The British government has decided to sell Channel 4, a publicly-owned but commercially funded broadcaster, saying privatisation would allow it to “thrive in the face of a rapidly-changing media landscape.”
But the main opposition Labour Party called the move “cultural vandalism,” and a senior Conservative MP questioned if it was intended as the government’s revenge for the channel’s “biased coverage.”
Channel 4 was founded in 1982 to deliver to under-served audiences and currently receives its funding from advertising.
In a statement issued on April 4, a spokesperson for the Department for Digital, Culture, Media, and Sport (DCMS) said that Culture Secretary Nadine Dorries had made the decision to sell the broadcaster and is now consulting with other Cabinet ministers.
“We want Channel 4 to flourish and thrive in the face of a rapidly-changing media landscape,” said the spokesperson, adding that privatisation would “give the corporation new freedoms to innovate and grow while continuing to make an important economic, social, and cultural contribution to the UK.”
Writing on Twitter, Dorries said she wanted the broadcaster to remain a “cherished place in British life,” but felt that government ownership was “holding Channel 4 back from competing against streaming giants like Netflix and Amazon.”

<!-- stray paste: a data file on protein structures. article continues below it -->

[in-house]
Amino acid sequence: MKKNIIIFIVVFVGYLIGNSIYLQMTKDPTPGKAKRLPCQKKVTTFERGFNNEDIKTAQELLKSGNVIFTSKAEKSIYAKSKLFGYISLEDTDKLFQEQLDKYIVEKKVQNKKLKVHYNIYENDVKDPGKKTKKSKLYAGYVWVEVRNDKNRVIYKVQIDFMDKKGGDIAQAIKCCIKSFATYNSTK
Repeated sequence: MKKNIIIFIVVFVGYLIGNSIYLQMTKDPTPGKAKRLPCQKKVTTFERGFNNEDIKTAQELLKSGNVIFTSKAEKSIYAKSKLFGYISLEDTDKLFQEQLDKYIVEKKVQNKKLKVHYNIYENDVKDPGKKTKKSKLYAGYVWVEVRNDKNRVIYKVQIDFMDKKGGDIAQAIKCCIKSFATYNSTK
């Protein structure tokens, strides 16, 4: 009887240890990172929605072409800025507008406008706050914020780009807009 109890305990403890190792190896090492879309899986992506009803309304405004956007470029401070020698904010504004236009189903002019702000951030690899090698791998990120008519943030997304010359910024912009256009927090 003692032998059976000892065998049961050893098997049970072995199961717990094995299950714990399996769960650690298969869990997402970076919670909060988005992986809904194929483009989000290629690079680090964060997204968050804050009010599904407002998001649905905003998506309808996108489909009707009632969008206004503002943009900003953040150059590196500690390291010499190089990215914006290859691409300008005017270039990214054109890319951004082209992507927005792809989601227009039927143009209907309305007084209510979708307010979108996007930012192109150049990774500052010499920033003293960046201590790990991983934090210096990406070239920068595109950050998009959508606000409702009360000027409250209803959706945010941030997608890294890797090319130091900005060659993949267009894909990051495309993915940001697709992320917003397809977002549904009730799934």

In response, Channel 4 said it is “disappointed” at the government’s decision to proceed with plans to privatise the broadcaster without “formally recognising the significant public interest concerns which have been raised.”
The broadcaster said that it will continue to engage with the government during the legislative process and plans to do everything it can to “ensure that Channel 4 continues to play its unique part in Britain’s creative ecology and national life.”
Labour’s shadow culture secretary Lucy Powell said the move “doesn’t make any sense” and will cause a “great deal of damage to jobs and opportunities.”
She said, “Selling off Channel 4, which doesn’t cost the taxpayer a penny anyway, to what is likely to be a foreign company, is cultural vandalism.”
Julian Knight, a Conservative MP who chairs the DCMS select committee in the House of Commons, said privatisation “can work,” though it “must be part of a thorough overhaul of all public service broadcasting.”
But he questioned if the government’s plans to sell Channel 4 are “revenge” for its political coverage, which many Conservatives see as biased.
He wrote on Twitter, “Is this being done for revenge for Channel 4’s biased coverage of the likes of Brexit and personal attacks on the PM?”
There is a feeling of “payback time” among many Conservative party members, he added.
PA Media contributed to this report.